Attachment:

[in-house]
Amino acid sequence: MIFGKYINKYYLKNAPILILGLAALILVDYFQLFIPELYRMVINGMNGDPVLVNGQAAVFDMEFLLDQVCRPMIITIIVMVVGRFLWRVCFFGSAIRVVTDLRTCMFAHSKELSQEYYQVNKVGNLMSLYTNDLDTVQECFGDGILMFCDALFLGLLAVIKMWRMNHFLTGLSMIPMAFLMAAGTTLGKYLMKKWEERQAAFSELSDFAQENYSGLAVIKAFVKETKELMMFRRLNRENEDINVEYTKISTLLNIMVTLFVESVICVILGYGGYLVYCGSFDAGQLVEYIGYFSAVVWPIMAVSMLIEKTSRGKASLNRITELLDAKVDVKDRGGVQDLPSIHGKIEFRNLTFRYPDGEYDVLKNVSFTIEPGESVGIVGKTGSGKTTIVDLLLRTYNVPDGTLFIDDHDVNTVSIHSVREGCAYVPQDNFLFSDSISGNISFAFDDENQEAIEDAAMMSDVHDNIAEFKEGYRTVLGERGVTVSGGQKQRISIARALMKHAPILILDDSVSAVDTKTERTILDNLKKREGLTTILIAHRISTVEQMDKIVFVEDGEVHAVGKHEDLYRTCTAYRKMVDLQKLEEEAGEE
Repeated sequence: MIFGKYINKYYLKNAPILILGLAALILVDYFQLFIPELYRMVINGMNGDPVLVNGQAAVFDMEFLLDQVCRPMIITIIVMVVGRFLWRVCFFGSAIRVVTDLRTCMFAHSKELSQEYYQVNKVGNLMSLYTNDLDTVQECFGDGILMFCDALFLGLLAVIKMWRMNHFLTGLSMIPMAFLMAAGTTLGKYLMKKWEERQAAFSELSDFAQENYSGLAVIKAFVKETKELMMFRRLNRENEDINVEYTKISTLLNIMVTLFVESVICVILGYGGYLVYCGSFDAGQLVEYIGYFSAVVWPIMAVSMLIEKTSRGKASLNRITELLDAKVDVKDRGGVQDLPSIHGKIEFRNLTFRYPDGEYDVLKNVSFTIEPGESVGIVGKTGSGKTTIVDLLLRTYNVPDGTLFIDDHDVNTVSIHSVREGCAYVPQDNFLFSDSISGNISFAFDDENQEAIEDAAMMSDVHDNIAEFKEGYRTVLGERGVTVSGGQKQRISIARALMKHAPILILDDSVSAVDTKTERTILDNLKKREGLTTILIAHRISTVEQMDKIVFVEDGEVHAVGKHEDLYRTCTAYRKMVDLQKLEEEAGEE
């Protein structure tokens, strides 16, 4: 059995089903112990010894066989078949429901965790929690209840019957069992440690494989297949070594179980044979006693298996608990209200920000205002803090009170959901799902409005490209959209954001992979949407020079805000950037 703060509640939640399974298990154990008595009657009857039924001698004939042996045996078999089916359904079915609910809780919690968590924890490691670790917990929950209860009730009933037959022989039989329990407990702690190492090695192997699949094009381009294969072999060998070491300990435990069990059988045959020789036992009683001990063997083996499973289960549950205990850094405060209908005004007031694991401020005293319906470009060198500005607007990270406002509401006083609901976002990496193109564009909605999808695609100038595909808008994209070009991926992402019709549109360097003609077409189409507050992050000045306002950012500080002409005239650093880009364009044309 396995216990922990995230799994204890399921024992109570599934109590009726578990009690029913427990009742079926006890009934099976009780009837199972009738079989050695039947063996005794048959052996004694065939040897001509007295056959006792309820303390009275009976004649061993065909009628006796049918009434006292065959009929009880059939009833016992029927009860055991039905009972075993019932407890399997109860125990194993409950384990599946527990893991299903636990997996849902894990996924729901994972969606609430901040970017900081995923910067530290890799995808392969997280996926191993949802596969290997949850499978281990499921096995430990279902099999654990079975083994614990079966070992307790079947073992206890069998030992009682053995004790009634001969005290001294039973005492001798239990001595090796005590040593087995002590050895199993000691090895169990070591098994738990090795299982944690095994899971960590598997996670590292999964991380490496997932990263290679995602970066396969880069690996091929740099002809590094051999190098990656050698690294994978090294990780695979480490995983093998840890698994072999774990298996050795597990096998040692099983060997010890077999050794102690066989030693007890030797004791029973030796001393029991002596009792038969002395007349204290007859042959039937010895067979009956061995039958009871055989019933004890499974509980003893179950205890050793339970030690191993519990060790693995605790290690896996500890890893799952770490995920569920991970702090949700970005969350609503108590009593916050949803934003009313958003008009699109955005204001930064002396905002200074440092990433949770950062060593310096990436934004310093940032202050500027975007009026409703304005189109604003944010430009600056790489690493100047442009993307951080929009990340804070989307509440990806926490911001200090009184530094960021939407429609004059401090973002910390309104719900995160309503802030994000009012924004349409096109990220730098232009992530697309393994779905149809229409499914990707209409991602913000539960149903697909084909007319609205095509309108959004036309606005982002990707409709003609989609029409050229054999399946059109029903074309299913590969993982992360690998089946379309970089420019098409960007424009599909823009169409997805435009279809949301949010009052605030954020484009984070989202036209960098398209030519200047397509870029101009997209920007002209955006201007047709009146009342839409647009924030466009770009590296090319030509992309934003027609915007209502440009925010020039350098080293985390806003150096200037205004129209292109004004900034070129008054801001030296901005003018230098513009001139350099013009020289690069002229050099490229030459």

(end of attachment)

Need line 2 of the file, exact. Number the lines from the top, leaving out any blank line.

Amino acid sequence: MIFGKYINKYYLKNAPILILGLAALILVDYFQLFIPELYRMVINGMNGDPVLVNGQAAVFDMEFLLDQVCRPMIITIIVMVVGRFLWRVCFFGSAIRVVTDLRTCMFAHSKELSQEYYQVNKVGNLMSLYTNDLDTVQECFGDGILMFCDALFLGLLAVIKMWRMNHFLTGLSMIPMAFLMAAGTTLGKYLMKKWEERQAAFSELSDFAQENYSGLAVIKAFVKETKELMMFRRLNRENEDINVEYTKISTLLNIMVTLFVESVICVILGYGGYLVYCGSFDAGQLVEYIGYFSAVVWPIMAVSMLIEKTSRGKASLNRITELLDAKVDVKDRGGVQDLPSIHGKIEFRNLTFRYPDGEYDVLKNVSFTIEPGESVGIVGKTGSGKTTIVDLLLRTYNVPDGTLFIDDHDVNTVSIHSVREGCAYVPQDNFLFSDSISGNISFAFDDENQEAIEDAAMMSDVHDNIAEFKEGYRTVLGERGVTVSGGQKQRISIARALMKHAPILILDDSVSAVDTKTERTILDNLKKREGLTTILIAHRISTVEQMDKIVFVEDGEVHAVGKHEDLYRTCTAYRKMVDLQKLEEEAGEE